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Abandoning hope...Looking into a *cheap* MF rig

crashwins

New member
I've plateaued somewhat in my paid work (mostly portraiture and lifestyle, but nothing fast-paced). And with the release of mirrorless MF backs like the GFX and X1D I feel like I might be able to enter the space. But there's so so much I don't know. Basically, I just want a reliable single-point AF body for portraits on a Phase One, like the older 645 bodies...But which back to get, and I like wider shots, so I'd definitely want the Schneider 55mm 2.8 (of course, the older one). I saw a Leaf Aptus 65 back locally for $600 from a friend. Seems like I could grab a $600 P1 DF body and a used 55mm Schneider lens and be in business, no? Of course not - please tell me why :)

I regularly shoot Sonys and Nikons in the 50mm focal length...sometimes 35mm, typically ART lenses. Why am I looking at MF? To slow down...color space. A new experience. Some of my work below

Screen Shot 2019-12-29 at 3.53.08 PM.jpg
 

kdphotography

Active member
I recommend visiting a dealer. They will have used/CPO digital backs and camera bodies. Try before you buy. You never know what you might like best.

The easiest transition to medium format digital would be through the Hasselblad X1D and Fuji GFX systems. You've get tons of subjective opinions here. I much rather shoot with a Phase One digital back than the mirrorless options. I've always photographed portraits coming from Mamiya (film) and then onto digital backs, using all the various generations of Mamiya-Phase bodies up to the current XF. The XF is will also make life with a digital back easier. :thumbup:

Ken
 

Chapel

New member
I've been happy with the Pentax 645Z. With all the new mirrorless offerings the prices are coming down and the lenses are reasonably priced also.
Greg
 

steve_cor

Member
Basically, I just want a reliable single-point AF body for portraits on a Phase One, like the older 645 bodies...But which back to get, and I like wider shots, so I'd definitely want the Schneider 55mm 2.8 (of course, the older one).
You might want to add leaf shutter lenses to what you want. Especially if you use flash for portraits, you would prefer leaf shutter lenses for faster flash synch.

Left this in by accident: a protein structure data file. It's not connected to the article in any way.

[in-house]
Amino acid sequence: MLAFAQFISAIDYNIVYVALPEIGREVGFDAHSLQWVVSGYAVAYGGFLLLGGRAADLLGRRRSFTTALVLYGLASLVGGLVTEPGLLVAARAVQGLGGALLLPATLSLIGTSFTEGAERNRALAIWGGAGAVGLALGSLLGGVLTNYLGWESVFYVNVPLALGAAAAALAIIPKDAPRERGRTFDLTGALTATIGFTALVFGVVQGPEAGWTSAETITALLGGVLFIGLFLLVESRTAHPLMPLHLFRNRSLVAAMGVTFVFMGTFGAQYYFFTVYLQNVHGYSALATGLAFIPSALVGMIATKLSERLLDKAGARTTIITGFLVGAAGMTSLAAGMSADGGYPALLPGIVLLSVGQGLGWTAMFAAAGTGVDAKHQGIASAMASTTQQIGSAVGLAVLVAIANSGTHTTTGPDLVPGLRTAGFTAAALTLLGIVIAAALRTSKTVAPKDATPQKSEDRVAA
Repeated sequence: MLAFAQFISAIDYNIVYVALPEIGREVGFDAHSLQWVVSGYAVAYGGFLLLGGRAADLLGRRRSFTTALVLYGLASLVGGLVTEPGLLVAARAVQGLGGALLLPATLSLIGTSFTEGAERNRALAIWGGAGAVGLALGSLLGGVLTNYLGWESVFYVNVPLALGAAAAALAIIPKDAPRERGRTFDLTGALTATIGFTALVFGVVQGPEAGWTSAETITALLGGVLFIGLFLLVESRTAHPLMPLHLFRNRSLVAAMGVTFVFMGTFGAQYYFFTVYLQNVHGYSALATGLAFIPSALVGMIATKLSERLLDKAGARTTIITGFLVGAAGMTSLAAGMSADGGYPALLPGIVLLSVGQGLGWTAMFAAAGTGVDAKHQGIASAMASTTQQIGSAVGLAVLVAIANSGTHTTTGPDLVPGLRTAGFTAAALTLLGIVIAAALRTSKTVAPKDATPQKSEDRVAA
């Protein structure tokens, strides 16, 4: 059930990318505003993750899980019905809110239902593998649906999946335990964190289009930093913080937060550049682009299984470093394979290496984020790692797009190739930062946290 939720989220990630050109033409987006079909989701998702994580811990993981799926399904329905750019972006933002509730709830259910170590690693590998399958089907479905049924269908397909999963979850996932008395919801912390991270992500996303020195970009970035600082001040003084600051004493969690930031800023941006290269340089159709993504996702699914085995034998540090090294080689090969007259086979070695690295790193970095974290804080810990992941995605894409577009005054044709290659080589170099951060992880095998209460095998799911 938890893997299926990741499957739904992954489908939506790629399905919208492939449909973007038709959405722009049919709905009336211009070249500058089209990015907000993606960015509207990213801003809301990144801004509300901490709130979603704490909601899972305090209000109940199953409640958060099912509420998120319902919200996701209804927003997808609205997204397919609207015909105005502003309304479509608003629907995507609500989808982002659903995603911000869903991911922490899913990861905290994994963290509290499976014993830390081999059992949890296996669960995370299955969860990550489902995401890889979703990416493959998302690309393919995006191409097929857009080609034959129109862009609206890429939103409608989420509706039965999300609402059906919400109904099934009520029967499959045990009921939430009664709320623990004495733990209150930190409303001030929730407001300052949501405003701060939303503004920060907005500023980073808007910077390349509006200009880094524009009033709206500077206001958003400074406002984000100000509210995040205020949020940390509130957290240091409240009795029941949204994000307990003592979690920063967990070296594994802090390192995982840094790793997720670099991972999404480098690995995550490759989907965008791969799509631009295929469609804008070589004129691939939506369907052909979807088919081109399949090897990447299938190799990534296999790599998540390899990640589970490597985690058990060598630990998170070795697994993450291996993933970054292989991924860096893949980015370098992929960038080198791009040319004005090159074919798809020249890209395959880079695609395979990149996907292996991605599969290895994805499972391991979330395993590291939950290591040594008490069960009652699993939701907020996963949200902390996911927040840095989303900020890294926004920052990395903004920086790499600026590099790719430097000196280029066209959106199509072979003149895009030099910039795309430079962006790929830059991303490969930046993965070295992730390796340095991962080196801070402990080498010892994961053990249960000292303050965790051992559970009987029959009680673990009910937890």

For portraits like your examples, you would like the 150mm f/3.5 LS lens. Funny that you said you like wider shots, but then you showed examples of close ups.


--Steve.
 

f6cvalkyrie

Active member
Hi !

I've bought a set here, with a 645 DF body, a P1 30+ back and the 80/2.8 mm P1 lens ...
As Dante predicted, I've spent some money on extra lenses (but not a fortune, since I bought only 2nd hand Mamiya lenses AF or not) and I am very happy now with what I consider an excellent complete set, more than good enough for the amateur I am ...

Keep an eye on the Buy/Sell here !

C U,
Rafael
 

kdphotography

Active member
The Phase One P30 MFDB was one of the easiest MFDBs I've ever owned. Great files right out of the box. Good portrait digital back. It was like you could drop the camera, accidentally trip the shutter in doing so, look at the digital back and have captured a great photo.

:thumbup:
 

Geoff

Member
There are a number of older backs, and lower cost ways to get into this. They aren't as cheap as one might hope, but they are affordable. A wee caution: some of these involved less-than-ideal solutions of the entire system, that is, the camera body, lens, and back. For instance, the back might be great, but the body not so hot. That's why its important to try any answer out in person, preferably with a dealer, so you can see if the answer works for you.
 

RobbieAB

New member
What do you define as low cost? Especially as you are talking about P1 systems this is a vague term...

My main thought would be, for paid work, try and find budget for an early IQ back, and an XF body. If this is way out of your price range the Fuji or Hasselblad systems might be a better fit. Yes, you can get even older P1 systems cheaper, but at that point you might actually get better results from top end glass on 35mm.